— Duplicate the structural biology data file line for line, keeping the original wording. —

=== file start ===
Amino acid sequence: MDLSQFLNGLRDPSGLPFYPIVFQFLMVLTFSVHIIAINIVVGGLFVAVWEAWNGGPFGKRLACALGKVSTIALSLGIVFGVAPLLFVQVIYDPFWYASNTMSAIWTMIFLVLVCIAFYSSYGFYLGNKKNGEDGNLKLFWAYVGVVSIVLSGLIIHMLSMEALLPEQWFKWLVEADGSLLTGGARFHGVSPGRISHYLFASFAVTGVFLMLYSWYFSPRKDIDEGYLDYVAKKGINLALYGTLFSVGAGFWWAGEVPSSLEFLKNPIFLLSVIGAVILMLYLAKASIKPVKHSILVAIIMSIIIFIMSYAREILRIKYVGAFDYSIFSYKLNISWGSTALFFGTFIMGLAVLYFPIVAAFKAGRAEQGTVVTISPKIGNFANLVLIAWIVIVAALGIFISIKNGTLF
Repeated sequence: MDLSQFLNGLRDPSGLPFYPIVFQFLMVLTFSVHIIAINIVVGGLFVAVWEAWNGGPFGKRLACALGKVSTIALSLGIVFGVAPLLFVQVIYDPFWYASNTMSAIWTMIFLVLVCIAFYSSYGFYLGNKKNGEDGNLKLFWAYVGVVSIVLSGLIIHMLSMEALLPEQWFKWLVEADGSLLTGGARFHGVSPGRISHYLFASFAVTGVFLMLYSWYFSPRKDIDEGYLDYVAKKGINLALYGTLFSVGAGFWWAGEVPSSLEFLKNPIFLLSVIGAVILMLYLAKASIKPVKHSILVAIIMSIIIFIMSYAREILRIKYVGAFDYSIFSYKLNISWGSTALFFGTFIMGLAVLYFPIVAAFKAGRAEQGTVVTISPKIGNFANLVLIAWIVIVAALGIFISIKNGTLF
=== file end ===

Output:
Amino acid sequence: MDLSQFLNGLRDPSGLPFYPIVFQFLMVLTFSVHIIAINIVVGGLFVAVWEAWNGGPFGKRLACALGKVSTIALSLGIVFGVAPLLFVQVIYDPFWYASNTMSAIWTMIFLVLVCIAFYSSYGFYLGNKKNGEDGNLKLFWAYVGVVSIVLSGLIIHMLSMEALLPEQWFKWLVEADGSLLTGGARFHGVSPGRISHYLFASFAVTGVFLMLYSWYFSPRKDIDEGYLDYVAKKGINLALYGTLFSVGAGFWWAGEVPSSLEFLKNPIFLLSVIGAVILMLYLAKASIKPVKHSILVAIIMSIIIFIMSYAREILRIKYVGAFDYSIFSYKLNISWGSTALFFGTFIMGLAVLYFPIVAAFKAGRAEQGTVVTISPKIGNFANLVLIAWIVIVAALGIFISIKNGTLF
Repeated sequence: MDLSQFLNGLRDPSGLPFYPIVFQFLMVLTFSVHIIAINIVVGGLFVAVWEAWNGGPFGKRLACALGKVSTIALSLGIVFGVAPLLFVQVIYDPFWYASNTMSAIWTMIFLVLVCIAFYSSYGFYLGNKKNGEDGNLKLFWAYVGVVSIVLSGLIIHMLSMEALLPEQWFKWLVEADGSLLTGGARFHGVSPGRISHYLFASFAVTGVFLMLYSWYFSPRKDIDEGYLDYVAKKGINLALYGTLFSVGAGFWWAGEVPSSLEFLKNPIFLLSVIGAVILMLYLAKASIKPVKHSILVAIIMSIIIFIMSYAREILRIKYVGAFDYSIFSYKLNISWGSTALFFGTFIMGLAVLYFPIVAAFKAGRAEQGTVVTISPKIGNFANLVLIAWIVIVAALGIFISIKNGTLF